Last week, former player and executive and current television personality Alexi Lalas was spotted with three of the reported owners of Chivas USA/LA2 at a Los Angeles Dodgers game, a fact that wasn't fully brought to light until this week.
With speculation mounting concerning the possible role of Lalas with the new team, the man himself spoke up on Thursday about the now-famous photo of him sitting in the front row with some pretty important people, on both the halftime segment of the ESPN2 broadcast of the Philadelphia Union-Chicago Fire snoozefest, as well as the podcast he sometimes does with ESPN colleagues Taylor Twellman and Marc Connolly, "Big Head Red Head."
The segment on Chivas USA/LA2 starts at around the 13 minute mark, and lasts until about the 26 minute mark, if you want to listen to it in its entirety.
I've pulled quotes from the podcast from Lalas only. Twellman and Connolly talk a bit, but the floor is mostly open to Lalas to discuss the negatives of the Chivas USA brand, the potential of LA2, even after the mistakes from the original club, and of course, his involvement in the situation.
Let's cut to the chase on that first, since that's pretty important. Lalas explains what the "Dodgers summit" was about:
Over the last couple years, I have talked to what could be potential ownership for LA2. And look, I live in Los Angeles, I worked for the Galaxy, I played for the Galaxy, I certainly have been involved in MLS on and off the field for decades now. I understand the market and they wanted to pick my brain. Didn't take long, but they certainly wanted to pick my brain. It's an interesting situation.
Ok, so it appears Lalas, as someone who lives in the area and knows the league from multiple angles, was sought out as a voice to inform the reported owners. Makes sense.
Lalas actually said, "I'm not holding stuff back here," so if we take him at his word (I will), he probably doesn't know a ton of info beyond the basics, in large part because the new owners probably won't have settled on a ton at this point.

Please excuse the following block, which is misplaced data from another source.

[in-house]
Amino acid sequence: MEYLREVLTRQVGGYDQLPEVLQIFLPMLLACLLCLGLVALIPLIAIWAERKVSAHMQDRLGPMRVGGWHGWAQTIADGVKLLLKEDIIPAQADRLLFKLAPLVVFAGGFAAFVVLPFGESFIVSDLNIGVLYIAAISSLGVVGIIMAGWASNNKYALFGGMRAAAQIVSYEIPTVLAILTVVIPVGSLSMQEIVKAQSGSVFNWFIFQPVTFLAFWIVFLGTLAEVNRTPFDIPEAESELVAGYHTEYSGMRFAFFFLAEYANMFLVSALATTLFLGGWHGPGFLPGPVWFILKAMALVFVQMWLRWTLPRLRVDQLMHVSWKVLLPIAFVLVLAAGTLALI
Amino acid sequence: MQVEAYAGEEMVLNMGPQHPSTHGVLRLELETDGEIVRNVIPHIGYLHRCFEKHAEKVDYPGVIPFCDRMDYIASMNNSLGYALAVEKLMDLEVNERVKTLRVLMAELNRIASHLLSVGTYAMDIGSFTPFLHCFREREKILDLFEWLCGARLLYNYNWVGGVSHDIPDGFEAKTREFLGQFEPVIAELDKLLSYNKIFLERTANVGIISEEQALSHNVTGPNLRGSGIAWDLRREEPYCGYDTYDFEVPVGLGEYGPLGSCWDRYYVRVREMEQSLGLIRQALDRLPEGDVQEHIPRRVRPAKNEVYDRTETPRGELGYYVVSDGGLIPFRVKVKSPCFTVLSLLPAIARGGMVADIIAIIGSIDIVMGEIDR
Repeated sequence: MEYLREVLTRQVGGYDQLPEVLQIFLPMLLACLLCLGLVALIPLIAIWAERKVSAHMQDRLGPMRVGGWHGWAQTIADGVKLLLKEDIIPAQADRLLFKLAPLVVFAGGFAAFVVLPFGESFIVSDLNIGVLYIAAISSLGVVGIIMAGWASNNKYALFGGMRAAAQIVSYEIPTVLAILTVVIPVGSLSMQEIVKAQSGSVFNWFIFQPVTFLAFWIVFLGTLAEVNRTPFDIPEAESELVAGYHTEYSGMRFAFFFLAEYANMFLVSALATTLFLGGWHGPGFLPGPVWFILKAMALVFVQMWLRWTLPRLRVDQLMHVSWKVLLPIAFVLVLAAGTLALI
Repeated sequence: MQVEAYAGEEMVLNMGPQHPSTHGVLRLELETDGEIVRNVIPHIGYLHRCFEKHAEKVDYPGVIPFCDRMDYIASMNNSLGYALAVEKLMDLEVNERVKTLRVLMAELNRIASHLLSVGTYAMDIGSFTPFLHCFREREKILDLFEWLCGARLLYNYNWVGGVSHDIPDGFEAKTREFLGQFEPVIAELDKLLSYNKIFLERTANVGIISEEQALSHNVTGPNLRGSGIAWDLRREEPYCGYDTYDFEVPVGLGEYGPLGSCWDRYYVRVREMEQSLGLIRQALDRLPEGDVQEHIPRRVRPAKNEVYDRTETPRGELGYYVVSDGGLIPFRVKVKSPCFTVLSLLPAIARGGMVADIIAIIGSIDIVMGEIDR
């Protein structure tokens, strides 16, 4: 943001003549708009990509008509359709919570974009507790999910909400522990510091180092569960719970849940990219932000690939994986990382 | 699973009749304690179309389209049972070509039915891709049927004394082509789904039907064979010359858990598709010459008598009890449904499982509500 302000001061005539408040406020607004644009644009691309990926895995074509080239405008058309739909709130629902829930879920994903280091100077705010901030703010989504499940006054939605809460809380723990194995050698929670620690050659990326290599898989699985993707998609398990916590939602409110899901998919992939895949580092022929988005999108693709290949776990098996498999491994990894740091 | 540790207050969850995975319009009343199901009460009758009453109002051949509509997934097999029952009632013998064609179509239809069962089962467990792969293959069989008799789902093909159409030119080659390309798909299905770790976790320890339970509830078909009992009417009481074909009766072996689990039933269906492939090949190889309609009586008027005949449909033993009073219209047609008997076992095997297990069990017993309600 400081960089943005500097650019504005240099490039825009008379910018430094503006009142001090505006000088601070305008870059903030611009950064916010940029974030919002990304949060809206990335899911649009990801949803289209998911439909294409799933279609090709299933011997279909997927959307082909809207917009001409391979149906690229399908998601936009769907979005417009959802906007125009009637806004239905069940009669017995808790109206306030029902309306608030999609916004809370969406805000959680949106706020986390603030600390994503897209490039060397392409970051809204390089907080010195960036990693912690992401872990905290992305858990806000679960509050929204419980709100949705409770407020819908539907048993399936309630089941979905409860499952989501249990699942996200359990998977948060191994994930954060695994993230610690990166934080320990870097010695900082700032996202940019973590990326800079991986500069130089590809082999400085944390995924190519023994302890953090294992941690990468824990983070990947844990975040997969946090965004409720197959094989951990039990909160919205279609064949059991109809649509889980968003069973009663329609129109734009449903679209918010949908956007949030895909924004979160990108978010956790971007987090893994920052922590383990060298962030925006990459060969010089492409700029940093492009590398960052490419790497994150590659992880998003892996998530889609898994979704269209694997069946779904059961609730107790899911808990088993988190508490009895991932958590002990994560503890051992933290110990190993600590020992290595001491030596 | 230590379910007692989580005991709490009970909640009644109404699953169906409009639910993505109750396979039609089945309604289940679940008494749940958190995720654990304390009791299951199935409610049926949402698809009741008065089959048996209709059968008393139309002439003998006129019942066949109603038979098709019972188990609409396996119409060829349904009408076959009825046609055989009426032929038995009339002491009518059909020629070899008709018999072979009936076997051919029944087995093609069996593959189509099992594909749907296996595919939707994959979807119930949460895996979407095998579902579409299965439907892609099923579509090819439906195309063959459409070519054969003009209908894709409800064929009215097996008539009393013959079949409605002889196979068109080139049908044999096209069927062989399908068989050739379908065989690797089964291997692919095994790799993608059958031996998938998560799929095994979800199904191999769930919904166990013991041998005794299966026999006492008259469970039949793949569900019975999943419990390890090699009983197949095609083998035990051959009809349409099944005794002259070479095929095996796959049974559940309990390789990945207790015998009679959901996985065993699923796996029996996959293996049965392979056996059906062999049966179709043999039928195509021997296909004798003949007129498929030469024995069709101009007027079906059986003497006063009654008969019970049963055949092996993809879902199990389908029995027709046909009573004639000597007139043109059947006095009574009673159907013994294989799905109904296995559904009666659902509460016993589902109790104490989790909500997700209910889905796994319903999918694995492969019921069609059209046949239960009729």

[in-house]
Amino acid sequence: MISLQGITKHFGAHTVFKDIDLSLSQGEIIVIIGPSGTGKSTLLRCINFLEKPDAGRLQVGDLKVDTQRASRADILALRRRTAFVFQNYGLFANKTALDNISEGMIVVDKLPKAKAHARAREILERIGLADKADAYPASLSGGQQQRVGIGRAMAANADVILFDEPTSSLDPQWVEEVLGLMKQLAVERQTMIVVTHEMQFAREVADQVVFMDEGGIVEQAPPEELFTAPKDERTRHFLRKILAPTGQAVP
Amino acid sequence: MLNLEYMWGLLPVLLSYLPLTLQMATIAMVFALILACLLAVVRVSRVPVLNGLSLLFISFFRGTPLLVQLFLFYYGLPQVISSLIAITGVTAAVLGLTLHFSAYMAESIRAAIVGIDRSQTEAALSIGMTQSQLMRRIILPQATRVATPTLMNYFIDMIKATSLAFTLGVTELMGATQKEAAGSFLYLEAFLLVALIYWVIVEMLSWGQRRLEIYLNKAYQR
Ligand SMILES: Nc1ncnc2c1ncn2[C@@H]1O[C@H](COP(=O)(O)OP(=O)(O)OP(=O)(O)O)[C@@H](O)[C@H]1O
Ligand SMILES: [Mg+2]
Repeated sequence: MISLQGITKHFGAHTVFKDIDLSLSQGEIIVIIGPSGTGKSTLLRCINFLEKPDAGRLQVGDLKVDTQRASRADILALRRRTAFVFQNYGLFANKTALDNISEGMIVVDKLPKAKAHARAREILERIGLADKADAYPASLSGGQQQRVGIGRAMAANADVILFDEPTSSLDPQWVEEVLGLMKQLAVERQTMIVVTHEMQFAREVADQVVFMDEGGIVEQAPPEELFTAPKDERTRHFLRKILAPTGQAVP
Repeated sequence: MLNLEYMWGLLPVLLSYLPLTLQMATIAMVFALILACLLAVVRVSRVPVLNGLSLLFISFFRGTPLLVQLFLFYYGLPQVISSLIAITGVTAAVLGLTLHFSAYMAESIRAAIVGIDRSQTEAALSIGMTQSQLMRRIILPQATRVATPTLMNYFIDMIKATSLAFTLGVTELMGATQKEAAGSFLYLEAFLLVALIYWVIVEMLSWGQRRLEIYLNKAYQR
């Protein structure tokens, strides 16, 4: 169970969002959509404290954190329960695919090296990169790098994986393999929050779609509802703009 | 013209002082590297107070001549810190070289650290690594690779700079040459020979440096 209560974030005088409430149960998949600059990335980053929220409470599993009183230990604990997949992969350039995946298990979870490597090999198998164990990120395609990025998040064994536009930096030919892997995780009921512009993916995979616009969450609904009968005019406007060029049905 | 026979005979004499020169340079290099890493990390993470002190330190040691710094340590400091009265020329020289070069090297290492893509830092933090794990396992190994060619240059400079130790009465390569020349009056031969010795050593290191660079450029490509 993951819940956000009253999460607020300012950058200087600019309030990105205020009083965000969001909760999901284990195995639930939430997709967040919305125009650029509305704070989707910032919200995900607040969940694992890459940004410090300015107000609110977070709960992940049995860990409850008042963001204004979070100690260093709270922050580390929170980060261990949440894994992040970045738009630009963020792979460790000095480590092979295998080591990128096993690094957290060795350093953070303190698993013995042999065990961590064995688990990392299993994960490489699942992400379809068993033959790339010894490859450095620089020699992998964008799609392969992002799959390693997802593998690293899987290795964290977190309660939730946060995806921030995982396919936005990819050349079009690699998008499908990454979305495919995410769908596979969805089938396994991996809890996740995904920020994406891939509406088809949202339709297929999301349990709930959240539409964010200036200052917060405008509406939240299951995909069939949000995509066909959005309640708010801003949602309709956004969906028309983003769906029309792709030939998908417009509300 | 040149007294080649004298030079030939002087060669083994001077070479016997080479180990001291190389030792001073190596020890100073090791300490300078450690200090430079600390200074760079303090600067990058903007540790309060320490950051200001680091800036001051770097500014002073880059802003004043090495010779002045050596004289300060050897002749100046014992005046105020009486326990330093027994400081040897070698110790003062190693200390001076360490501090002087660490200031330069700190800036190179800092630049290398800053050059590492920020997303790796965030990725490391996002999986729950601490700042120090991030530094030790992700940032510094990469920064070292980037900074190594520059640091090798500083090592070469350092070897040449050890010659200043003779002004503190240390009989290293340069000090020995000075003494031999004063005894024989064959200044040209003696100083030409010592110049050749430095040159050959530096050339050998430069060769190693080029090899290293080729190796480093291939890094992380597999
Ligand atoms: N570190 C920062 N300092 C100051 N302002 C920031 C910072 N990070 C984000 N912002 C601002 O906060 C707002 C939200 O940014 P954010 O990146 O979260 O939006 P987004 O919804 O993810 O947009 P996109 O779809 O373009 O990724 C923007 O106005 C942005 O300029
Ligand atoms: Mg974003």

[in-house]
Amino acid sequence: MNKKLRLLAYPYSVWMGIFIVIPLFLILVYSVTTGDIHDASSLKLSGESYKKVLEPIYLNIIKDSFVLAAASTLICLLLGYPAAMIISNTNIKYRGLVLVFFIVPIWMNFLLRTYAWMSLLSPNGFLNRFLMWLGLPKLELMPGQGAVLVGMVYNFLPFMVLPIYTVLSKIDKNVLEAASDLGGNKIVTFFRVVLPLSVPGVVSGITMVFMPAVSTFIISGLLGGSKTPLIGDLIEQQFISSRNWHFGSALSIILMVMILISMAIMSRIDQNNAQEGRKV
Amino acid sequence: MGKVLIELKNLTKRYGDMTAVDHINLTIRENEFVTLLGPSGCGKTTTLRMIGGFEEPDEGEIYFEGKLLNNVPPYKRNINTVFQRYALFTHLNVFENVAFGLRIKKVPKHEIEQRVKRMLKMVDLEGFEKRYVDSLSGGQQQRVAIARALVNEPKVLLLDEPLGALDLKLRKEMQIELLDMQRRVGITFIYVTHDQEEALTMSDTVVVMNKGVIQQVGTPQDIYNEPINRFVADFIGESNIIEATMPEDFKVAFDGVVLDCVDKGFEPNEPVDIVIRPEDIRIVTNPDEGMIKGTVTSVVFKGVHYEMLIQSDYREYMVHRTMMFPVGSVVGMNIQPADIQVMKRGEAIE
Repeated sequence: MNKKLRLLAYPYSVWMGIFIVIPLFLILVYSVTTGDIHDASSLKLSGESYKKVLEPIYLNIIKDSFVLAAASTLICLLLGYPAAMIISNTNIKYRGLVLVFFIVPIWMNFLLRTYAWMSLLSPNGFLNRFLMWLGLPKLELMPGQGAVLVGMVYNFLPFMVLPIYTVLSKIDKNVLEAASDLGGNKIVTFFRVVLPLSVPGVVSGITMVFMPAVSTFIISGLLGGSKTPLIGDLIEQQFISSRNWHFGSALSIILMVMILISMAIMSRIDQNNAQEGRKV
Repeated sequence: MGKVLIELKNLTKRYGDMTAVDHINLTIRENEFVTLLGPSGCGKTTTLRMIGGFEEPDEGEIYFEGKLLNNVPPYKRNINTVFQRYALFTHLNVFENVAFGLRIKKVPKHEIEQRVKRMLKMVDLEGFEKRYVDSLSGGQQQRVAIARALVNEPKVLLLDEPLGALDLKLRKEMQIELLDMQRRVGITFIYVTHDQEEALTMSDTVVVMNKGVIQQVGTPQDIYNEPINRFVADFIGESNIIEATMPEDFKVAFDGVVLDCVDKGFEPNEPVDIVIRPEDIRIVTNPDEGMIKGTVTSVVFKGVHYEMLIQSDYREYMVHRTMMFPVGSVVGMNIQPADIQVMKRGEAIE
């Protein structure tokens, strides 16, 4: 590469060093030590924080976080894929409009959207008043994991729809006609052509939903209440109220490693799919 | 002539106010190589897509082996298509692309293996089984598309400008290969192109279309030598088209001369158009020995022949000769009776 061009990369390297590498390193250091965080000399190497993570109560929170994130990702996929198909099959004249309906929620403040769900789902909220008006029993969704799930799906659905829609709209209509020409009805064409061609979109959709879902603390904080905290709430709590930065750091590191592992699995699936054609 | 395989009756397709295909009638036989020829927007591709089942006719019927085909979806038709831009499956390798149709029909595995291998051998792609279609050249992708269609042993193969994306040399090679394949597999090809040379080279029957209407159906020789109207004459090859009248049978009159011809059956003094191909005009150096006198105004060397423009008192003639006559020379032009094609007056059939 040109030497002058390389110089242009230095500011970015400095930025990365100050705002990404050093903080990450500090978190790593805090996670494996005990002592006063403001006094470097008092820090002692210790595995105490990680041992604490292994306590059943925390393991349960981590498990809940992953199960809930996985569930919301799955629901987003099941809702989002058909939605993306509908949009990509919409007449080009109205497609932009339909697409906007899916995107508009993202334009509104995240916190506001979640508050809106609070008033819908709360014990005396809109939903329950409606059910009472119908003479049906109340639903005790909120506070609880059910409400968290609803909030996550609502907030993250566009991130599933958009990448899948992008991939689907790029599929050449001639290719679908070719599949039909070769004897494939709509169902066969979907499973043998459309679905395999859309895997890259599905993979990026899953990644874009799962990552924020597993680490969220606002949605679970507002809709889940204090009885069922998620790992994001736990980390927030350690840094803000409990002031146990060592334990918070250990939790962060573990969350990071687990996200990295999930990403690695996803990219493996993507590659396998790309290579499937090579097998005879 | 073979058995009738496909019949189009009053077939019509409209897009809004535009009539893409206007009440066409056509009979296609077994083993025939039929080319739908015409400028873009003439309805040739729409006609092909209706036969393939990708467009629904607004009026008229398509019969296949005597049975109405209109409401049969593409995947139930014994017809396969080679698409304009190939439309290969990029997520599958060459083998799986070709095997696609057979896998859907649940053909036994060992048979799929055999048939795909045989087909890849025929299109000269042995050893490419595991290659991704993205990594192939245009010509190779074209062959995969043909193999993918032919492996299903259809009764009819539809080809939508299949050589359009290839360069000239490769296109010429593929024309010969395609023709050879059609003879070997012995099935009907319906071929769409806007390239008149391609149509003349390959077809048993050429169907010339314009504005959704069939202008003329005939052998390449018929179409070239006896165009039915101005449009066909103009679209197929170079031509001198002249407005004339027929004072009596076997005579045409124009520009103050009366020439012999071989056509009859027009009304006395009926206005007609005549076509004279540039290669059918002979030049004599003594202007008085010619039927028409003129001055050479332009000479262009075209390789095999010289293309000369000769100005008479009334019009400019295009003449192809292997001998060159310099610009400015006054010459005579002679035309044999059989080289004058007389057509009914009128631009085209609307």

When asked by Twellman about using the precedent of teams like the Seattle Sounders, Portland Timbers, and San Jose Earthquakes in reviving a nickname from the original NASL, Lalas said:
With regards to the Aztecs [name] — yeah, that's a possibility.
It's been pointed out to me that the current NASL holds a trademark on the L.A. Aztecs name, although there was a recent filing by something called "American Soccer Magazine, Inc." out of California that is also live, but that seems like kind of an impediment to reappropriating the name in MLS, though who knows what can happen, I guess.
And regarding reported co-owner Vincent Tan, who has ruffled quite a few feathers in Great Britain since taking over Cardiff City, and the team gaining promotion to the English Premier League before dropping right back down into the Championship, Lalas reiterated what Grant Wahl has reported:
Vincent is an investor, from what I'm told. He is not the majority owner.
Then, when Twellman asked a question many have asked regarding Tan, that MLS has just gotten rid of a sideshow owner in Jorge Vergara, why would they then immediately bring in Tan, who of course wasn't at the "Dodgers summit," Lalas mentioned the more measured approach:
But what's the problem with Vincent? He wanted to change a brand, he wanted to change colors of a long-standing tradition that existed for the team over there. He fired a coach, all these different things, in order to better his business, in order to better his investment. Oh no, it's because he tucks his shirt into his underwear. Or no, it's because he wears gloves and looks like a maniacal, evil guy.
I'm not defending him, I've never met the guy, but when people are complaining about him, it's interesting to hear what they actually are complaining about.
I am willing to bet that the Vincent Tan factor [with the LA club] will be very minimal.
And Lalas believes the long, long-promised stadium, in a more convenient (or at least different) part of LA will in part be the star of the club:
First off, just logistically, getting to wherever the stadium's going to be, it's going to be easier. Because people look at Carson — and look, I love the StubHub Center, and what it did, it changed the way we look at soccer stadiums — but for a lot of people, it is the other side of the moon. It is a completely different place.
You're going to come into a new stadium. And they're going to look at the StubHub Center, with all due respect, as 'That's yesterday's news.' They're going to come in with a much prettier box, I guarantee it. It's inevitable, because it's going to be a new stadium...So I think one of the biggest stars of the team will be the stadium.
There's more to hear on the podcast, but a lot of info and opinion from Lalas on the matter of LA2. Obviously, we'll keep you posted on any developments to the ongoing story.
What do you think? Leave a comment below!